It was a beautiful morning.  Although I had to wear arm warmers, it was a good tradeoff because the cool dampness brought out the fragrance of the prolific honeysuckle along the roadside.

After about seven miles, we began our first significant climb of the day, three miles at about 7% into Mentone, AL.  I have to admit that although mountains aren’t my favorite terrain in general, I do kind of like climbing them on my bike because I’m built for it.  I was the first one to Mentone.  This had a drawback, however.

As I followed the route and turned off of the main road in Mentone, I noticed a cool photo opp, one of those things where you stick your face in a hole to take a picture.  One of my life rules is never to pass up one of these photo opps.  Unfortunately, I had gotten to the top of the climb first, and no one was there to take my picture.  It wasn’t the typical animal or other similar scene.  It was a plain brown board with three holes and “Mentone, AL” across the top.  Delightfully prosaic.

Mike, Max, and Robert soon caught up to me.  We rode together for a number of miles.  Mike and I in particular rode at about the same pace.  One time we were riding past a peaceful herd of cows.  Mike said hello to them and then confessed to me that he talks to cows.  As if I would think this was odd.  Not only do I do the same thing, earlier that morning I had sung to a buzzard.  It was a variation on “Blue Sky” by the Allman Brothers Band: Don’t fly Mr. Buzzard.  I’m just riding down the road.

About 66 miles in, we got to the second big climb of the day, just after the control in Menlo, GA.  This one was about two miles at 8%.  Relatively speaking, the overall elevation gain wasn’t outrageous to be in a mountainous area: a little over 7,000 ft in our 132-mile route.  One thing that makes riding in the ridge & valley topography of NW Georgia/NE Alabama unique is that you can minimize your climbing by staying in the valleys.  You only have to climb if you get up on one of the plateaus.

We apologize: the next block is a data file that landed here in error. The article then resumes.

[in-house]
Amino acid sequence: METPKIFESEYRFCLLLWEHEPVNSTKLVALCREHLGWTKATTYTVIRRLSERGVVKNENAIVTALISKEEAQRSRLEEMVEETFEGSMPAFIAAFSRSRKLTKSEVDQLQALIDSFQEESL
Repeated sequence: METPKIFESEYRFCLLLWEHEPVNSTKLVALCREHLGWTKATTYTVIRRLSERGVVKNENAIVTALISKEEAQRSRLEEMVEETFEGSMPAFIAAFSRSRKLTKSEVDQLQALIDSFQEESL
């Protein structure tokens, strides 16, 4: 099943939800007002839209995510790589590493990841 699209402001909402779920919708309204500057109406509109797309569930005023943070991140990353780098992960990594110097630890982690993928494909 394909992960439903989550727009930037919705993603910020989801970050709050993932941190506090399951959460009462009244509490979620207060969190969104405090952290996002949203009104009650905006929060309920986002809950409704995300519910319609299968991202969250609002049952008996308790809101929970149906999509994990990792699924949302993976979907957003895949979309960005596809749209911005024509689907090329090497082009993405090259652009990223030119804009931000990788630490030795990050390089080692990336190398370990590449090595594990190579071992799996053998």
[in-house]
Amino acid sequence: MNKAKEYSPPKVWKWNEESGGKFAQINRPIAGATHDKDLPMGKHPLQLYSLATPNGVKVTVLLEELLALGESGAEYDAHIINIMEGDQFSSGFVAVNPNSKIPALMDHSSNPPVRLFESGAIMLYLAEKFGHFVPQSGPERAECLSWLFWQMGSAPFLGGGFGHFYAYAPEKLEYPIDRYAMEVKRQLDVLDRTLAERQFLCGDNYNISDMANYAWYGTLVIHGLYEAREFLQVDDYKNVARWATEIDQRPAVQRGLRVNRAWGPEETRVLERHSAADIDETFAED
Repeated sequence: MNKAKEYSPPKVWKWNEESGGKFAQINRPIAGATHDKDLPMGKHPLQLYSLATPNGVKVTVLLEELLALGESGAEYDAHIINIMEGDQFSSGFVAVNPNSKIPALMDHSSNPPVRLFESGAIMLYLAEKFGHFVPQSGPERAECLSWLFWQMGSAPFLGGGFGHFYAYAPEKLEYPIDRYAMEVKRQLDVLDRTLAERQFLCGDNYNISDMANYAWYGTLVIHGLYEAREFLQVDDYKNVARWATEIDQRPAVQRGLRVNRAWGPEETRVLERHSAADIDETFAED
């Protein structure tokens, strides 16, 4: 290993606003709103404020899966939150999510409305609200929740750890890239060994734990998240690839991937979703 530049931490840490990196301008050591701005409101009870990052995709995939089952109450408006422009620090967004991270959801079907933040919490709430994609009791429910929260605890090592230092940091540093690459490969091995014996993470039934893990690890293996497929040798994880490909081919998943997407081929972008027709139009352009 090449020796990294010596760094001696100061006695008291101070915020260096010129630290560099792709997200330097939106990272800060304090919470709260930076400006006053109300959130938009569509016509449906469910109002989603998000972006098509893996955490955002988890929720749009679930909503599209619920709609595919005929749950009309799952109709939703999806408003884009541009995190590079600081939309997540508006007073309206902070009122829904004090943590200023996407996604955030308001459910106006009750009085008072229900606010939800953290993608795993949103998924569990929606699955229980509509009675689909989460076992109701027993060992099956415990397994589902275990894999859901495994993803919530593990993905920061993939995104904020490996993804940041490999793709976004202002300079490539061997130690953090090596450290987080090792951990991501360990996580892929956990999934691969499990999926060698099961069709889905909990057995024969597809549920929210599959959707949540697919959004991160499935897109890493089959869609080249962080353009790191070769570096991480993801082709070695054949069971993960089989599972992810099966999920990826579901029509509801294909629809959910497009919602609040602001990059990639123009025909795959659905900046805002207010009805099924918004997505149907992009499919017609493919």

Mike soon caught up to me after this second big climb.  We rode together to the next control, which was also our last store stop.  Max arrived soon after Mike and I did, and the three of us mostly stayed together for the remainder of the ride.

A highlight of the day was riding through the Little River Canyon National Preserve.  An incredibly scenic road winds around the canyon and offers multiple, beautiful vantage points:

The brevet included several info controls.  The last one was at a fire hydrant:

I think I'll go for a ride.

I felt good at the finish, a bonus given that I then had to drive 3.5 hours back home.  I said goodbye to Mike, Max, and Bruce.  Bruce is the RBA for the Alabama Randonneurs, and he did a fantastic job of putting on the brevet!

About an hour into my drive home, I started feeling really sleepy.  I pulled into a large, busy travel plaza along the interstate.  After making sure my car doors were locked, I took a 30-minute nap.  I woke up refreshed and drove the rest of the way home without feeling sleepy at all.

Thank you to all my Alabama and Georgia rando buddies for making my first out-of-state brevet so fun and successful.  I hope to see you all again soon!

Thursday, March 30, 2017

Athens-Augusta-Athens 400K

Usually it doesn't take me five days to write a ride report.  However, things have been in a state of flux for the last couple of weeks.  Friday, March 17 was my last day at my old job.  Then on Monday, March 20, I began not one, but two new jobs!  I'm very excited about them, but it's been rather like trying to drink from a fire hose or trying to ride a tidal wave.  I'm grateful to still be able to ride my bicycle in the midst of it all.

Last Saturday's brevet was only my fourth 400K.  Preferably, I would want to be well rested going into it.  This time, I really wasn't.  I had to get up at 4:30 AM on Monday and Friday during the workweek before, and then I had to get up at 4:00 AM the morning of the ride.  Also, I didn't sleep very well most nights that week simply because of to-be-expected nerves during my job transition.  Nevertheless, because there are only two 400Ks on the Georgia randonneuring calendar this year, and I can't make the second one, I bit the bullet to do the Athens-Augusta-Athens 400K even in my fatigued state.

Five of us gathered at the SpingHill Suites on the outskirts of Watkinsville: Chad G., Chad H., Graham, Robert N., and me.  Chad is definitely the statistical mode of the names of my cycling friends.  I've come to the conclusion that if your name is Chad, you're an excellent cyclist.  Conversely, if you're an excellent cyclist, your name isn't necessarily Chad.

Within a quarter mile, Graham turned back to get something he forgot.  The other four of us continued on.  Somehow I became the de facto navigator.  The sun hadn't come up yet, and I couldn't see my bike computer screen because I had minimized the back lighting time-out to save as much battery juice as possible.  Nevertheless, I thought I had the first part of the route memorized.  I was wrong.  In downtown Watkinsville, we were supposed to turn left onto Simonton Bridge Road.  I had us go a block farther and turn left on Barnett Shoals Road.  We realized our mistake fairly soon.  We could either backtrack or ride a few extra miles and loop back into the correct route.  Robert said that it's psychologically harder to backtrack.  So we rode an extra 5.8 miles instead.  Wow.  That's so much better.